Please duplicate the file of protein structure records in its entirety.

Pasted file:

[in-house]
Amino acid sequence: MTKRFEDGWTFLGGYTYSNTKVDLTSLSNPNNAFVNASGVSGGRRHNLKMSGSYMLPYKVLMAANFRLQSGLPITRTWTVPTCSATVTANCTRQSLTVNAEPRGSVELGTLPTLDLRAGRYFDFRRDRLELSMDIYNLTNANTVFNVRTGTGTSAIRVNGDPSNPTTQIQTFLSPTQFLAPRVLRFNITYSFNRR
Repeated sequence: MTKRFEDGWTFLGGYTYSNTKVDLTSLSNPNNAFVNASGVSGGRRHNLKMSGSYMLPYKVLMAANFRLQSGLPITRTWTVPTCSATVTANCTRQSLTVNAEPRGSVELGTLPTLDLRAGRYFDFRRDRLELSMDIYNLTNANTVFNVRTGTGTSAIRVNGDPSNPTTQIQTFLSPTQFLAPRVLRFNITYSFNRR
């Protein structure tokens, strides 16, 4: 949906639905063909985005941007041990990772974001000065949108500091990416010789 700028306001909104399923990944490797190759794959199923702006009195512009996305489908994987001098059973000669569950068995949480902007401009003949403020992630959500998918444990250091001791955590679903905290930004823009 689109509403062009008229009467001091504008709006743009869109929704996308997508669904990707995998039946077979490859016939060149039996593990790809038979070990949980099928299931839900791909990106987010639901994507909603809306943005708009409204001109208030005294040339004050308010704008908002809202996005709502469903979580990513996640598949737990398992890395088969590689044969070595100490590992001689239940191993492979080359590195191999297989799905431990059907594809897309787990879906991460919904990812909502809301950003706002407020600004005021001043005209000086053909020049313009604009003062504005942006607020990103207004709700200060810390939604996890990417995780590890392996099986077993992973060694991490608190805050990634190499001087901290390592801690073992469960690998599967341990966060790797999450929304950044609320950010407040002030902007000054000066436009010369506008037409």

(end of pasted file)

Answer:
[in-house]
Amino acid sequence: MTKRFEDGWTFLGGYTYSNTKVDLTSLSNPNNAFVNASGVSGGRRHNLKMSGSYMLPYKVLMAANFRLQSGLPITRTWTVPTCSATVTANCTRQSLTVNAEPRGSVELGTLPTLDLRAGRYFDFRRDRLELSMDIYNLTNANTVFNVRTGTGTSAIRVNGDPSNPTTQIQTFLSPTQFLAPRVLRFNITYSFNRR
Repeated sequence: MTKRFEDGWTFLGGYTYSNTKVDLTSLSNPNNAFVNASGVSGGRRHNLKMSGSYMLPYKVLMAANFRLQSGLPITRTWTVPTCSATVTANCTRQSLTVNAEPRGSVELGTLPTLDLRAGRYFDFRRDRLELSMDIYNLTNANTVFNVRTGTGTSAIRVNGDPSNPTTQIQTFLSPTQFLAPRVLRFNITYSFNRR
């Protein structure tokens, strides 16, 4: 949906639905063909985005941007041990990772974001000065949108500091990416010789 700028306001909104399923990944490797190759794959199923702006009195512009996305489908994987001098059973000669569950068995949480902007401009003949403020992630959500998918444990250091001791955590679903905290930004823009 689109509403062009008229009467001091504008709006743009869109929704996308997508669904990707995998039946077979490859016939060149039996593990790809038979070990949980099928299931839900791909990106987010639901994507909603809306943005708009409204001109208030005294040339004050308010704008908002809202996005709502469903979580990513996640598949737990398992890395088969590689044969070595100490590992001689239940191993492979080359590195191999297989799905431990059907594809897309787990879906991460919904990812909502809301950003706002407020600004005021001043005209000086053909020049313009604009003062504005942006607020990103207004709700200060810390939604996890990417995780590890392996099986077993992973060694991490608190805050990634190499001087901290390592801690073992469960690998599967341990966060790797999450929304950044609320950010407040002030902007000054000066436009010369506008037409």